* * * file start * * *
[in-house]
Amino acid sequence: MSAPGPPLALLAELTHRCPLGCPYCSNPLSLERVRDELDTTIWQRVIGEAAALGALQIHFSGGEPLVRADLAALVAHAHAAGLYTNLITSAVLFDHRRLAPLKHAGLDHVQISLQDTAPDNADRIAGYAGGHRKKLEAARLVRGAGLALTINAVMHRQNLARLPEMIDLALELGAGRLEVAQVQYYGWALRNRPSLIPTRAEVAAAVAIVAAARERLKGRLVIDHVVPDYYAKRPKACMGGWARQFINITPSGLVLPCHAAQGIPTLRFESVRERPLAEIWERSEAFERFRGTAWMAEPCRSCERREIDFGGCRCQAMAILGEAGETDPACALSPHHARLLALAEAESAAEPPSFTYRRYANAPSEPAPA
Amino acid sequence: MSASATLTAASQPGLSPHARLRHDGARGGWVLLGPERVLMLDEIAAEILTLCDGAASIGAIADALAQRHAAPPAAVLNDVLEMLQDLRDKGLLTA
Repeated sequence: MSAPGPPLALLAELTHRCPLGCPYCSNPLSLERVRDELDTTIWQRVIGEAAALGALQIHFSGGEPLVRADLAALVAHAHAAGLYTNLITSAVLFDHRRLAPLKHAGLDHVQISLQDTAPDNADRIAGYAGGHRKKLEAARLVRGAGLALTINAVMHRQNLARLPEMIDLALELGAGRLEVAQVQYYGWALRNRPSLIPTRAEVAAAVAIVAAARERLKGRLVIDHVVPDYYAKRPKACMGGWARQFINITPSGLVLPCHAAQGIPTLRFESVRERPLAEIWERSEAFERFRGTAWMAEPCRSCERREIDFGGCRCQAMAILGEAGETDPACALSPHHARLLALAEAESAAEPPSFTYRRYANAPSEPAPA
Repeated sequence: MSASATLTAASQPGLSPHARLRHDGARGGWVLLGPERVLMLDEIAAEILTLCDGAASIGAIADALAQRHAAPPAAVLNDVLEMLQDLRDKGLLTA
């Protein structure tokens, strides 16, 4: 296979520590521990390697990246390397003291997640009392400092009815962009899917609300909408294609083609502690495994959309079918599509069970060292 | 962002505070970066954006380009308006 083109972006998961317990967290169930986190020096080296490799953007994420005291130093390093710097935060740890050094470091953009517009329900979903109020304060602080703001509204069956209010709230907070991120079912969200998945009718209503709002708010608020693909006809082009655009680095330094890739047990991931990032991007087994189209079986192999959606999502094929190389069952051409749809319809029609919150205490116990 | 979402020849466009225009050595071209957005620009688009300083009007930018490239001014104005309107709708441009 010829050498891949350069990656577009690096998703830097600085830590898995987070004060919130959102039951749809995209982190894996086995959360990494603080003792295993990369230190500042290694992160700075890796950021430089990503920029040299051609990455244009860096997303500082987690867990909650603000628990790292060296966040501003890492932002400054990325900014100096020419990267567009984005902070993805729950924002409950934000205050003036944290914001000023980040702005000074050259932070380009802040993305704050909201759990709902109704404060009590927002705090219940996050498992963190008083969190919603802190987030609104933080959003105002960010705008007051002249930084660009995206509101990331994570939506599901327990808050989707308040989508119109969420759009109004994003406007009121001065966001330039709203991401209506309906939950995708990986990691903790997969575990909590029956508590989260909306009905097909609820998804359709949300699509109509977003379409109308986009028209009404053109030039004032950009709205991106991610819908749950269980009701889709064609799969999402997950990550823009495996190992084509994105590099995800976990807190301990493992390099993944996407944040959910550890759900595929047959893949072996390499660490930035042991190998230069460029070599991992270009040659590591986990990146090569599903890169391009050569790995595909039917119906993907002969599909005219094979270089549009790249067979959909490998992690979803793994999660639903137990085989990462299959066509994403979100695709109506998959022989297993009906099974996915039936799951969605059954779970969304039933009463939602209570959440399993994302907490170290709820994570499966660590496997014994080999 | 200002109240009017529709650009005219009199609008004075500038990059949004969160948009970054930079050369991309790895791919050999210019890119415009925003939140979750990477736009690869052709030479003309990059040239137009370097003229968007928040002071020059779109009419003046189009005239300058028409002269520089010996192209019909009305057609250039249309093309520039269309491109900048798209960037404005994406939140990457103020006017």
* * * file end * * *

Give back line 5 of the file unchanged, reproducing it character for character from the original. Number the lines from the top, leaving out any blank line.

Repeated sequence: MSASATLTAASQPGLSPHARLRHDGARGGWVLLGPERVLMLDEIAAEILTLCDGAASIGAIADALAQRHAAPPAAVLNDVLEMLQDLRDKGLLTA